THE union chief from Little Sutton who played a major role in saving the Rover car company from oblivion in 2000 is back in the national limelight.
Although the Transport and General Workers' Union has had a team of negotiators involved in the Gate Gourmet sackings row which recently crippled British Airways, it is the organisation's general secretary who has been capturing the headlines.
And, just as he did when BMW was divesting itself of the ailing Rover brand five years ago, Mr Woodley is pulling no punches when it comes to his rhetoric.
In 2000 he claimed the German motor giant was simply treating Rover workers as 'cannon fodder'.
Last week, after talks to try to get catering company Gate Gourmet to reinstate more than 600 staff, he blasted: 'This is an issue for the country and the Government. It is only our existing labour laws that allow bandit employers to behave like this.'
Mr Woodley has never shied away from controversy.
Writing for the first time as general secretary in the union's magazine in 2004, he took a hefty swipe at the Government.
He asked why this was 'the first Labour Government in history under which the gap between rich and poor has grown, to leave on the statute book anti-union laws and to extend privatisation'.
He also questioned why it was 'also the first to abandon the principles of peace and international law and line up with a reckless, aggressive and reactionary US administration'.
However, this no-nonsense approach has gained him respect throughout the trade union and Labour movements.
It has also won him one of the top jobs in UK trade unionism, which he took in 2003 after winning the hard-fought election to replace Bill Morris.
Mr Woodley has been deeply involved in labour relations since 1967 when, at the age of 19, he started work at Vauxhall Motors's Ellesmere Port plant, where his father George was the full-time works convenor.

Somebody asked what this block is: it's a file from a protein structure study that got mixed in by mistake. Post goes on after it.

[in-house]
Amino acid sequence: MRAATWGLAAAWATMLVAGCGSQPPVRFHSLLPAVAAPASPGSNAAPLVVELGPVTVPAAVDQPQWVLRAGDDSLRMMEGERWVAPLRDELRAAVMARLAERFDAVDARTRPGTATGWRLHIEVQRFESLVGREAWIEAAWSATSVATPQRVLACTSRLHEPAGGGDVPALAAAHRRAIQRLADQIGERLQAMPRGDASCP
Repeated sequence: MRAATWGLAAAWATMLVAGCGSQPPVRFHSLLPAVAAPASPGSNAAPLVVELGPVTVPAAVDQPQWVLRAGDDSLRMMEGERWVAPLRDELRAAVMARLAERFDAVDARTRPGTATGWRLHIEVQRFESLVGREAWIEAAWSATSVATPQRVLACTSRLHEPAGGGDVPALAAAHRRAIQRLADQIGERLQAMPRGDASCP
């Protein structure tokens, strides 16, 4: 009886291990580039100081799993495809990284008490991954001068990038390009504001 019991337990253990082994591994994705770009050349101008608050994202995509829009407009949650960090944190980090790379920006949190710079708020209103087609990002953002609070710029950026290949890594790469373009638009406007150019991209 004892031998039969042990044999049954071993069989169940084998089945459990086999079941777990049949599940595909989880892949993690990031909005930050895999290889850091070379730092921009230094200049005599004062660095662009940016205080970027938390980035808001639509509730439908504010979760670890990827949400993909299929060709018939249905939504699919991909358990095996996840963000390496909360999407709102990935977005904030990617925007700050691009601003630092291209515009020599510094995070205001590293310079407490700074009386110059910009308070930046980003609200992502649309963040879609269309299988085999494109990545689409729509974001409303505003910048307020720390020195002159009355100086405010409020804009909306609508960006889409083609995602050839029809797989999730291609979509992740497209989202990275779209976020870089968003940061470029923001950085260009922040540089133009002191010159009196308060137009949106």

The young Woodley joined the National Union of Vehicle Builders, which eventually became part of the T&G.
Elected on to the branch committee, he became a shop steward, then deputy convenor.
By the early 1980s Mr Woodley was convenor for the plant, and a member of his union's powerful Vehicle Building and Automotive Group national committee.
T&G chairman Stan Pemberton later persuaded him to make a successful application for a job as a full-time union officer based at the Birkenhead office.
Rising quickly, he became national officer for the Vehicle Building and Automotive Group, and was then promoted to national secretary.
His colleagues among the union's leading negotiators showed confidence in him by electing him as shop steward for T&G national officers.
In 2002 he was elected deputy general secretary of the T&G. The following year he took the top job.
Despite the breakdown of the Gate Gourmet talks last week, Mr Woodley refused to walk away, and said: 'Talks have indeed broken down as a consequence of Gate Gourmet wanting to selectively re-employ those who had been sacked even though there is enough work for everyone.
'The T&G remains in talks with British Airways. It is our belief that BA cannot do a Pontius Pilate on this issue.
'It is 'cost down' that has led to the sacking of our members. BA must now play a part in the resolution of this situation.' TOUGH TALKER: T&G general secretary Tony Woodley.